The Perks of Being a Wallflower, 2012

Netflix | PG-13 | 1 hour 43 minutes | Retro Review

Originally published 01/05/2021

I grow weary of the term ‘coming of age,’ even if the cliché fits the movie (in a good way).  It’s easier to just call it a film about teenagers.  I also struggle with the way writers portray the high school experience.  It’s another cliché that freshman hazing is rampant and that the kids at the prom or homecoming know how to dance and they can’t wait to get out on the floor to show their movies.  Regardless, The Perks of Being a Wallflower is a wonderful film and there are many parts of it that I wish were a part of the high school experience.  Perks was written and directed by the author of the original book, Stephen Chbosky.

‘Perks’ describes the various trauma that the main character, Charlie, goes through as a child and throughout his freshman year of high school.  The stress of being in a new and hostile social environment stirs up the repressed memories of childhood and threatens to bring back a previously experienced mental breakdown, which he suffered after a previous friend committed an inexplicable suicide.  But Charlie, played by Logan Lerman, becomes enveloped into a tight-knit group of semi-outcast seniors.  He gets tight with stepsiblings Patrick and Samantha (Sam), played by Ezra Miller and Emma Watson.  Naturally he falls in love with Sam, but she’s dating a college guy.  This initiates the conflict that eventually leads to another breakdown at the end of the school year as the seniors of the group prepare for the next phase of their lives and leave.  The final trigger exposes the PTSD that Charlie has been holding in so tightly, and his family and friends must help him hold the pieces together.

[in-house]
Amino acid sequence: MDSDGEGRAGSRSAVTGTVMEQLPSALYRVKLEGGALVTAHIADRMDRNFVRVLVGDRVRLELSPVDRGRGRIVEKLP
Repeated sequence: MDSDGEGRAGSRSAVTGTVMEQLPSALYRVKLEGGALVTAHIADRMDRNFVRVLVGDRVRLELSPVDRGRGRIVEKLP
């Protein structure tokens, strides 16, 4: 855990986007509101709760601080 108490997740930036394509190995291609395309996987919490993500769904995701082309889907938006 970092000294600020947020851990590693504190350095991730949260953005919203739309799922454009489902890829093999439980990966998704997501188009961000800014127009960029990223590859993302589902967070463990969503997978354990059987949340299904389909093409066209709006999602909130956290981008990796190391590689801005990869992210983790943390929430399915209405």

I can always appreciate a movie that explores mental health honestly and directly and how it affects us all during the various stages of our lives.  Add to that the sometimes-frightening experiences of adolescents dealing with acceptance in general and how it relates to homosexuality.  ‘Coming out’ or living outside the closet will likely never get easier.  Many themes are explored here.  Although at times it may feel like an after school special.  The Perks of Being a Wallflower was a fabulous ride through what high school could have been like if it had been a more interesting experience than it actually was.  So, it was a great movie but NOT CONVINCING.  Even with all the conflict and challenges that happen to this cool cast of outsiders, many of these events are what we hope high school is like, but it doesn’t resemble the real thing.

BEST moment of the movie was Ezra, as Patrick, impersonating the shop teacher.  We always know what happens during a scene like this.  The perpetrator will get busted by the victim but this time, wearing an inked-in goatee, he owns it and doesn’t back down.  It’s safe to say that Ezra Miller was also the STANDOUT who stole the show.  He had great sincerity and evoked nearly as much sympathy as the main character.  The Academy wouldn’t have looked closely at this one but I loved it.  I SCORE it a 7, which is my highest so far.

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